I don’t read Time Magazine much, but I recently acquired some old issues and I found one I would like to share with everyone. On February 23 Time printed the ‘Mind & Body Special Issue: How Faith Can Heal’, and I had a few problems with the article entitled ‘The Biology of Belief‘ by Jeffrey Kluger.

The article begins with a subtitle that sets the stage for the rest of the piece:

‘Science and religion argue all the time, but they increasingly agree on one thing: a little spirituality may be very good for your health.’

From the start we can smell the agenda behind Kluger’s words. ‘Scientists increasingly agree’ likely means that there have been a couple of new studies published attempting to convince us that any correlation between spirituality, in the broadest sense of the word, and health absolutely proves causation. ‘A little spirituality is good for your health’ will likely be transformed into ‘religion heals ills when medicine just can’t do it’. But let’s try not to make too many presumptions yet.

In the first two paragraphs Kluger claims that the parietal lobe makes ‘your brain the spiritual amusement park it can be.’ He obviously knows the names and locations of some brain regions, but he gives no clear description of what each lobe does and how they produce a ‘spiritual amusement park’ in your brain. Either he hopes to explain it to us later, or we just have to take his word for it.

Five paragraphs into the article we finally get to it. ‘A growing body of scientific evidence suggest that faith may indeed bring us health.’ Boom! ‘People who attend religious services have a lower risk of dying in any one year than people who don’t attend.’ Boom! ‘People who believe in a loving God fare better after a diagnosis of illness than people who believe in a punitive God.’ Boom!?!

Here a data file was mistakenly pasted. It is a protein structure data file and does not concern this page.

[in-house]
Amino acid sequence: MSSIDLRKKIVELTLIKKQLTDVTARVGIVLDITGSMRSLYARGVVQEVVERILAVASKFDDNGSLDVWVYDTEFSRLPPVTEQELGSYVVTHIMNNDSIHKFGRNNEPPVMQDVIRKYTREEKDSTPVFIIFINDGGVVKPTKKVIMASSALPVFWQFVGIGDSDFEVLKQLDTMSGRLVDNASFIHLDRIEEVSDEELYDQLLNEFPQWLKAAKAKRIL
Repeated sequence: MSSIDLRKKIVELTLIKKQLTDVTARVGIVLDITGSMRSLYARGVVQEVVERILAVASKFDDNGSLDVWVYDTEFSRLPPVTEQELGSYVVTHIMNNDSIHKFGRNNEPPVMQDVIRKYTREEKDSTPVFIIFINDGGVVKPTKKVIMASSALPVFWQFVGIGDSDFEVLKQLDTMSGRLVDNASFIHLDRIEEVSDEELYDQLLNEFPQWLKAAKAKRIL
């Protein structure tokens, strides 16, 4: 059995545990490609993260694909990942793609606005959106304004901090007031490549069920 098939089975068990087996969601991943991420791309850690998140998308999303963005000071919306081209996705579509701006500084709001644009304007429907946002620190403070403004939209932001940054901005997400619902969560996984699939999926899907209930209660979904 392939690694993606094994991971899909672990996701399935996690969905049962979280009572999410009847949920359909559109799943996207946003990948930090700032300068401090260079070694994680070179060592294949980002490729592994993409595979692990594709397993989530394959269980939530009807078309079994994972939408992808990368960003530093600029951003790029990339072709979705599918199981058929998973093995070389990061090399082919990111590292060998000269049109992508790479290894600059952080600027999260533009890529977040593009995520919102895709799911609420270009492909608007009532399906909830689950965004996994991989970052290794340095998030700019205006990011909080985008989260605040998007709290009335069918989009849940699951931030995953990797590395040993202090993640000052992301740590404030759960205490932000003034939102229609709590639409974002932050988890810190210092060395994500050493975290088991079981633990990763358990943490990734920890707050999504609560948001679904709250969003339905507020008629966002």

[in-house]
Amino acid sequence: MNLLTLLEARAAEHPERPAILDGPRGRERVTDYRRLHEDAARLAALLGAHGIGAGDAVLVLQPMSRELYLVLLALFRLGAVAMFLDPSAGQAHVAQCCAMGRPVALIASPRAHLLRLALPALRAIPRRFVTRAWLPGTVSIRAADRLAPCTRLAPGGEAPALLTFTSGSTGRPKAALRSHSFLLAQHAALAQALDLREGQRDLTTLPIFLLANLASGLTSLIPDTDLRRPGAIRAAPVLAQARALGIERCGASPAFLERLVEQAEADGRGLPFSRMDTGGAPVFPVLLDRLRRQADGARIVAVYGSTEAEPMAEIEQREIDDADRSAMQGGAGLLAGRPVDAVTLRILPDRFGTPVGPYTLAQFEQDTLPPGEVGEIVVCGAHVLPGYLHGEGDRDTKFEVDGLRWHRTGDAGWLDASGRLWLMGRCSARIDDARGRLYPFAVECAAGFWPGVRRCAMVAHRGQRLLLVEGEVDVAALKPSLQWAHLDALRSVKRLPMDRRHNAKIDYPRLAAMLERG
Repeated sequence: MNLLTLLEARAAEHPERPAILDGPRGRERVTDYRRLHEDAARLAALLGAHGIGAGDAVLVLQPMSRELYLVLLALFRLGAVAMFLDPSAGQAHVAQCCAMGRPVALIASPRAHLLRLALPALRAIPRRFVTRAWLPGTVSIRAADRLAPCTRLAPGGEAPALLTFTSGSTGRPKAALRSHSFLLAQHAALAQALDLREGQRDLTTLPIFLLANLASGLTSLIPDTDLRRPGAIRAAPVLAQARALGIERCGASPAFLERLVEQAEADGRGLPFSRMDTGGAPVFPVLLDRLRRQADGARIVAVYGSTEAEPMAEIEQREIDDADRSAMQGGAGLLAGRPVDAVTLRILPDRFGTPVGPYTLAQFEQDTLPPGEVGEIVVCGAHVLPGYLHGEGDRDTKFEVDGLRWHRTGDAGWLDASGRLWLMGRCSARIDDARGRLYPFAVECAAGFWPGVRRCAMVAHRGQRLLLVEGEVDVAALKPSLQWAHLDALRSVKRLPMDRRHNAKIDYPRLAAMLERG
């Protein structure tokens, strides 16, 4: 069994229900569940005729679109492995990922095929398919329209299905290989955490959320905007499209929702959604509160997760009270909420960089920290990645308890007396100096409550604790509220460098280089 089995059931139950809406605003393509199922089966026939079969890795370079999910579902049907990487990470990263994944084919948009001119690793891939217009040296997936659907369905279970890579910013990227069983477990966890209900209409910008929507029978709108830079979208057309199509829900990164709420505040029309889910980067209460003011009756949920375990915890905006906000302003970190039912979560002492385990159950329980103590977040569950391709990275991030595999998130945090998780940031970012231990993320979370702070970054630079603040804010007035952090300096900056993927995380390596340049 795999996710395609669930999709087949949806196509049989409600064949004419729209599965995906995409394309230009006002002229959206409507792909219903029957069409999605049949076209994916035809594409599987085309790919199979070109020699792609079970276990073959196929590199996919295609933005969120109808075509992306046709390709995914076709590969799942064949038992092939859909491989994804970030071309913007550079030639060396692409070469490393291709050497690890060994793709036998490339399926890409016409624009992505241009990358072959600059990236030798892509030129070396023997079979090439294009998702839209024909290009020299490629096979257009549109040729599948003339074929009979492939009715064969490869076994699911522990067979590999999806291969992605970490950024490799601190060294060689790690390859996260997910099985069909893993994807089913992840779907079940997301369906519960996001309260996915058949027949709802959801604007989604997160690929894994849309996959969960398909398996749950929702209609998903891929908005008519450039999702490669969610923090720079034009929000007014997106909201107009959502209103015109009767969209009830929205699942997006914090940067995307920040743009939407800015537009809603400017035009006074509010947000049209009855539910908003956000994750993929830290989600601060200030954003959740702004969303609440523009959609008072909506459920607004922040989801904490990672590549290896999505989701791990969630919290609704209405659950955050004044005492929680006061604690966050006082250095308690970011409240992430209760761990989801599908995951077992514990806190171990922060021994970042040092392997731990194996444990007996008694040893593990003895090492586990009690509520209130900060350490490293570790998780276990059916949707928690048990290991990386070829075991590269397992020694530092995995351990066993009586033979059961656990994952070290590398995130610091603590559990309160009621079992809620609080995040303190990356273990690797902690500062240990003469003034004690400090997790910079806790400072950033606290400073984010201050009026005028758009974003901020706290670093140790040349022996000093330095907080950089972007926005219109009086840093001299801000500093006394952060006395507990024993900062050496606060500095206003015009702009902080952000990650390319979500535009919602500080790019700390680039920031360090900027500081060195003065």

Kluger does the arguing for me in the very next paragraph:

‘You live longer if you go to church because you’re there for the cholesterol-screening drive and nurse visiting service. Your viral load goes down when you include spirituality in your fight against [disease] because your levels of cortisol–a stress hormone–go down first.’

Faith and religion are not what is causing an increase in life expectancy, there is nothing supernatural about it. There is no reason to use spirituality and religion to explain coincidental correlation.

But Bryan, didn’t you read? ‘People who believe in a loving God fare better after a diagnosis of illness than people who believe in a punitive God.’ Who cares? This tells me nothing. Do people who believe in a loving God live longer than those who believe in a punitive God, or do they simply take the news better when they are told that they are going to die? If they don’t survive longer, then this has nothing to do with the effect of spirituality on physical health. This evidence simply compares two subsets of spiritual people who believe in different types of God. On the one hand spirituality is good for you but on the other it isn’t good for you. Faith can heal, but only the right faith. All this does is underle the subjectivity of religion. I wonder how atheists fare after being diagnosed with an illness, but I am sure that didn’t fit with the intended message of Kluger’s article.